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A book café in Shimla run by two prisoners serving life terms

Conceptualised by the Himachal Pradesh prison department, Book Café is an enterprise for the reformation of prisoners

November 25, 2017 04:23 pm | Updated 04:23 pm IST

The library has over 457 books, donated by authors, locals, and tourists

The library has over 457 books, donated by authors, locals, and tourists

Under the wing-like leaves of a deodar tree in touristy Shimla, a girl reads a book on Kindle; four others jostling for space in three chairs whisper excitedly, exam guides open in front of them; another young man is engrossed in the quest of Brida in Paulo Coelho’s eponymous novel. The phones are silent. It is yet another quiet day at Book Café, a library-cum-café run by Yograj and Subhas Chand, two prisoners serving life-term at Kaithu sub-jail of Shimla.

Forget the chill

Yograj, 27, and Subhas, 44, walk to and fro between the jail and Book Café every day without police surveillance. When they are not serving pizzas and cookies to customers at the café, they read, borrowing books from the library’s well-stocked shelves.

Conceptualised by the Himachal Pradesh prison department, Book Café is an enterprise for the reformation of prisoners. The library has over 457 books, most of them donated by authors, local residents and tourists from places as far as Kerala. The place has free WiFi, a Kindle for e-book readers and hundreds of books and magazines for those who prefer the feel of paper.

“The beautiful scenery and the rich collection of books inside make this place bookworms’ favourite haunt. It has a lot of vibes: it is not sombre like a traditional library,” says 20-year-old Abhishek Prince, a student of English Literature in Himachal Pradesh University, Shimla.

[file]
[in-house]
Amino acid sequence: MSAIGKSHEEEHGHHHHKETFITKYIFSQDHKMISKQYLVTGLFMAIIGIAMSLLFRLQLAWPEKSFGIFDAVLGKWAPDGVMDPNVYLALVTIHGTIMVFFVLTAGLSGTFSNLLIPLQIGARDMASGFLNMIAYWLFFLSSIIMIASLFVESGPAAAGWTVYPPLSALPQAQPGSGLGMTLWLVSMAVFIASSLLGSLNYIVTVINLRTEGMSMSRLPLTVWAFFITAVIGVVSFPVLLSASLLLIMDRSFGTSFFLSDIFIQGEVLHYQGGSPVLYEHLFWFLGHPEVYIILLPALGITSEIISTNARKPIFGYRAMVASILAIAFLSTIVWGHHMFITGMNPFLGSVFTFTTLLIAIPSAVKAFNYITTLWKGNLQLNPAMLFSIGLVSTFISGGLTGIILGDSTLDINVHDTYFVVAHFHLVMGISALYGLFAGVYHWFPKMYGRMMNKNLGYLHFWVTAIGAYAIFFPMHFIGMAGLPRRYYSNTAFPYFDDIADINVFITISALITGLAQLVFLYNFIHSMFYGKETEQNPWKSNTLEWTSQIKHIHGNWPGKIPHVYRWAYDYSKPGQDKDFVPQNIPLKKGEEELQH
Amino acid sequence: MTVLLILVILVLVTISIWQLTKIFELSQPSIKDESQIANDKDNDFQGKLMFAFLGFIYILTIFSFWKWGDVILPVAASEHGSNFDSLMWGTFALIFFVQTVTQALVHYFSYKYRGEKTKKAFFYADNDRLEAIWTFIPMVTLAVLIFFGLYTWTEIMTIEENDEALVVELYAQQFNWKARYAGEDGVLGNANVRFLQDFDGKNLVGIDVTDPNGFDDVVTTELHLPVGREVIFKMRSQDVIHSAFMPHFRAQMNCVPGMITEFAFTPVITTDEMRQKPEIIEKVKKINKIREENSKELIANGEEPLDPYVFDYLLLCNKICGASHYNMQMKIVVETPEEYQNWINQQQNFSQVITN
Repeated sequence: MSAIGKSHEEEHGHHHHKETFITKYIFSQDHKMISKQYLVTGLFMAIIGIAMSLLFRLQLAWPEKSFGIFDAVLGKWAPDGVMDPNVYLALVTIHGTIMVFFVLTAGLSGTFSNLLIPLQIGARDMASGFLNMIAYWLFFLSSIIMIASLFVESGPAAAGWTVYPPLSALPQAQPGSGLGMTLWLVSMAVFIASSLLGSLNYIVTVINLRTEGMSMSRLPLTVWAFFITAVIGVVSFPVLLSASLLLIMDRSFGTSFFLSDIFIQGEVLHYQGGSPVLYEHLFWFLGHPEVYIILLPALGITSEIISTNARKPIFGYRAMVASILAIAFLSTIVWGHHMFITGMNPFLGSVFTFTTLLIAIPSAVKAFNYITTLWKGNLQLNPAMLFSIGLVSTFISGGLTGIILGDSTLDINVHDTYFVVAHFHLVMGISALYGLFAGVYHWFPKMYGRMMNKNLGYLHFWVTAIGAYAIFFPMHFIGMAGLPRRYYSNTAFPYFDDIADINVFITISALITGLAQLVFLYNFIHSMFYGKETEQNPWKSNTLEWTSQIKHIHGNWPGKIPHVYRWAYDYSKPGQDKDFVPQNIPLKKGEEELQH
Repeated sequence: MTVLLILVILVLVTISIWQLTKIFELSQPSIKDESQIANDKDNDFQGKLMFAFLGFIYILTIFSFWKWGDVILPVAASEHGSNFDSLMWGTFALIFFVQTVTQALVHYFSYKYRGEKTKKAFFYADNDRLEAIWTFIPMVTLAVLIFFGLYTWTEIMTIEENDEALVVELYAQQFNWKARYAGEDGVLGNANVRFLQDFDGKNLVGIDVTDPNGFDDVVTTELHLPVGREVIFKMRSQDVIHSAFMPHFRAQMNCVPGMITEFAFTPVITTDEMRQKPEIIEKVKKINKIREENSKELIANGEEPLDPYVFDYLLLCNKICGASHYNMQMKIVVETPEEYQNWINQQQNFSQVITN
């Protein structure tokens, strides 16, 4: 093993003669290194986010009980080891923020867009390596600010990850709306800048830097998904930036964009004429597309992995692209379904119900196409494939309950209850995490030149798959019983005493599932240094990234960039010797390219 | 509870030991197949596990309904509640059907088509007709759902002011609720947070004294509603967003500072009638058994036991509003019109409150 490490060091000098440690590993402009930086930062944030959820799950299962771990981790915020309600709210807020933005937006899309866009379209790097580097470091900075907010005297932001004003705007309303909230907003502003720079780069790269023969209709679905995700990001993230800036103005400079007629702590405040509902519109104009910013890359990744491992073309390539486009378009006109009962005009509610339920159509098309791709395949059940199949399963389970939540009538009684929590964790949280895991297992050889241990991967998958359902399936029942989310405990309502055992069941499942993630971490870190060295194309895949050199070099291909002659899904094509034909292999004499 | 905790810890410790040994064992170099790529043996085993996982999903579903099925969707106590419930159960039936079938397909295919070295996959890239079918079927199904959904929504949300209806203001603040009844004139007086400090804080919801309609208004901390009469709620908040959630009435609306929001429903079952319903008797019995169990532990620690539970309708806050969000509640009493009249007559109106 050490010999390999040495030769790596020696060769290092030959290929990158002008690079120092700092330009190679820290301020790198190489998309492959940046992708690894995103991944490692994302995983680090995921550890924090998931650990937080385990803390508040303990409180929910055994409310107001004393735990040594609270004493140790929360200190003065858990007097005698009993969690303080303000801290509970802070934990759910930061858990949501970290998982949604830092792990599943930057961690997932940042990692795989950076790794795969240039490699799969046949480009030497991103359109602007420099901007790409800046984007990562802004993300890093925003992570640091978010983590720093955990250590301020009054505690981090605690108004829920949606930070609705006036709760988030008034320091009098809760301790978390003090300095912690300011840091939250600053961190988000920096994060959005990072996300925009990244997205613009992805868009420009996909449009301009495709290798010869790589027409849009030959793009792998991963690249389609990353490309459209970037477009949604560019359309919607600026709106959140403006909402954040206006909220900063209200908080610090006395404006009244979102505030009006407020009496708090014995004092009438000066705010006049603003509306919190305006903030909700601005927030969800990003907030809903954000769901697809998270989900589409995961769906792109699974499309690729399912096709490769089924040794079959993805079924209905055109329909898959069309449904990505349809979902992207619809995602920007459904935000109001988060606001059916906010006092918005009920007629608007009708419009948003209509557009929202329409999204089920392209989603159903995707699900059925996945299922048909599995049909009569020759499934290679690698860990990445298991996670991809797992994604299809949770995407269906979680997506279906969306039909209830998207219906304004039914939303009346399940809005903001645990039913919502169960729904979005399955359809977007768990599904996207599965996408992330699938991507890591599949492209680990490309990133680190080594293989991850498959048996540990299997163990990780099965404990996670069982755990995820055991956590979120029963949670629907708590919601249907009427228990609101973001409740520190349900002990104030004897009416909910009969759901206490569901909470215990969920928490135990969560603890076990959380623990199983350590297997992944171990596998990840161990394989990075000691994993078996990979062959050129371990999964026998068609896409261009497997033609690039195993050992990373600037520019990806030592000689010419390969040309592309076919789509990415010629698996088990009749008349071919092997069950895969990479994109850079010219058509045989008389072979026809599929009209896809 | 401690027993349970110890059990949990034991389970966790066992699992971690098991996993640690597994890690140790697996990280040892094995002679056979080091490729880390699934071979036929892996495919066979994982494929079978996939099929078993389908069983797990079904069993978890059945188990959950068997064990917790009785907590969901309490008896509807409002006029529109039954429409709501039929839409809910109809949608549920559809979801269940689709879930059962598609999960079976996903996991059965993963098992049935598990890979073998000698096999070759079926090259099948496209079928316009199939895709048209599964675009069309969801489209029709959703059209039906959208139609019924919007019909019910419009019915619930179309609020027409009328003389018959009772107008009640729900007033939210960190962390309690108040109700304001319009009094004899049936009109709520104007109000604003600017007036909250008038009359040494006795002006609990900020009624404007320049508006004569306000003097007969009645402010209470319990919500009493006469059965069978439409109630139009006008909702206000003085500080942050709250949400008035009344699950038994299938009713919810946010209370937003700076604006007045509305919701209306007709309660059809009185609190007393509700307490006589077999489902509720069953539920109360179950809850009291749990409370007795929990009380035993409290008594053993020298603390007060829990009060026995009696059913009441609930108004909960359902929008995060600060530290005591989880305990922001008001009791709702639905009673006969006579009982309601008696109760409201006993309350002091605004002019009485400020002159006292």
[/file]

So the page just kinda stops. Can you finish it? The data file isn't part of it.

Students come here in hordes: some of them feel that the library should have more books on competitive exams to cater to civil service aspirants.

But the café, which opened in April 2017, has already become a favourite of littérateurs. Every week, writers and poets meet here for book readings, notwithstanding the chill in the air.

“We organise our readings in the evenings so as not to disturb students during daytime. This place, small though it is, has provided us with a platform to read and share. We don’t advertise on social media. Getting a seat becomes a problem when more people turn up for events,” says S.R. Harnot, a poet who is a regular at the book reading sessions at Book Café.

The inmates of Kaithu jail too find the company of books and readers gratifying.“I enjoy reading about the history of Shimla — what the city was like during British times,” says an extra-courteous Yograj, who reads history books whenever he gets free time.

For Subhas, the café is a great place to stay in touch with the outside world. “When in jail, we interact with co-prisoners only. Book Café has been a welcome change; it keeps my mind occupied,” Chand says softly. He has spent 15 years in jail, and now badly craves for a life outside the prison. “Sometimes I read Hindi language books to understand the world beyond,” he says, holding a copy of Ramesh Upadhyaya’s Behatar Duniya Ki Talash Mein (In Search of a Better World).

The Uttarakhand-based writer explores the lives of those who walk the mountains.

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